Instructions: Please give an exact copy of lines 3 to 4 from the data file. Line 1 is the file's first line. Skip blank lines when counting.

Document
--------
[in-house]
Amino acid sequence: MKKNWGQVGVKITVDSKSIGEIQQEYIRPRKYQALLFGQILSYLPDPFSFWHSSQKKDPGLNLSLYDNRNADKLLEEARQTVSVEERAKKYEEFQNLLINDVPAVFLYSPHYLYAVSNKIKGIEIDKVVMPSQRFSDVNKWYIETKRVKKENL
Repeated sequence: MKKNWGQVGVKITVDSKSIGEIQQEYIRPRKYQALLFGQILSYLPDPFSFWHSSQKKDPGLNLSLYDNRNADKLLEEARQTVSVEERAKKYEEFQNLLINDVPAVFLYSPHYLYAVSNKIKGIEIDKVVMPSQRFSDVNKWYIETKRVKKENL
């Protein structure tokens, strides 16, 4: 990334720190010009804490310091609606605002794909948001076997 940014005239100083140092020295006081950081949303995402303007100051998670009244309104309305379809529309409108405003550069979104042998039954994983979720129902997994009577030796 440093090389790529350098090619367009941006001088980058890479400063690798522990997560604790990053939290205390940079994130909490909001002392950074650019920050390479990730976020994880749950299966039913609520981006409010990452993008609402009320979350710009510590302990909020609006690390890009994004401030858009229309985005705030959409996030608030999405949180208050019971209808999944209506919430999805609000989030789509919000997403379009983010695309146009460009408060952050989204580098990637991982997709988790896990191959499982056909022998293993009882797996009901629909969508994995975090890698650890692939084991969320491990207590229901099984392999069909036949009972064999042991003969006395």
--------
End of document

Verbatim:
Repeated sequence: MKKNWGQVGVKITVDSKSIGEIQQEYIRPRKYQALLFGQILSYLPDPFSFWHSSQKKDPGLNLSLYDNRNADKLLEEARQTVSVEERAKKYEEFQNLLINDVPAVFLYSPHYLYAVSNKIKGIEIDKVVMPSQRFSDVNKWYIETKRVKKENL
């Protein structure tokens, strides 16, 4: 990334720190010009804490310091609606605002794909948001076997 940014005239100083140092020295006081950081949303995402303007100051998670009244309104309305379809529309409108405003550069979104042998039954994983979720129902997994009577030796 440093090389790529350098090619367009941006001088980058890479400063690798522990997560604790990053939290205390940079994130909490909001002392950074650019920050390479990730976020994880749950299966039913609520981006409010990452993008609402009320979350710009510590302990909020609006690390890009994004401030858009229309985005705030959409996030608030999405949180208050019971209808999944209506919430999805609000989030789509919000997403379009983010695309146009460009408060952050989204580098990637991982997709988790896990191959499982056909022998293993009882797996009901629909969508994995975090890698650890692939084991969320491990207590229901099984392999069909036949009972064999042991003969006395």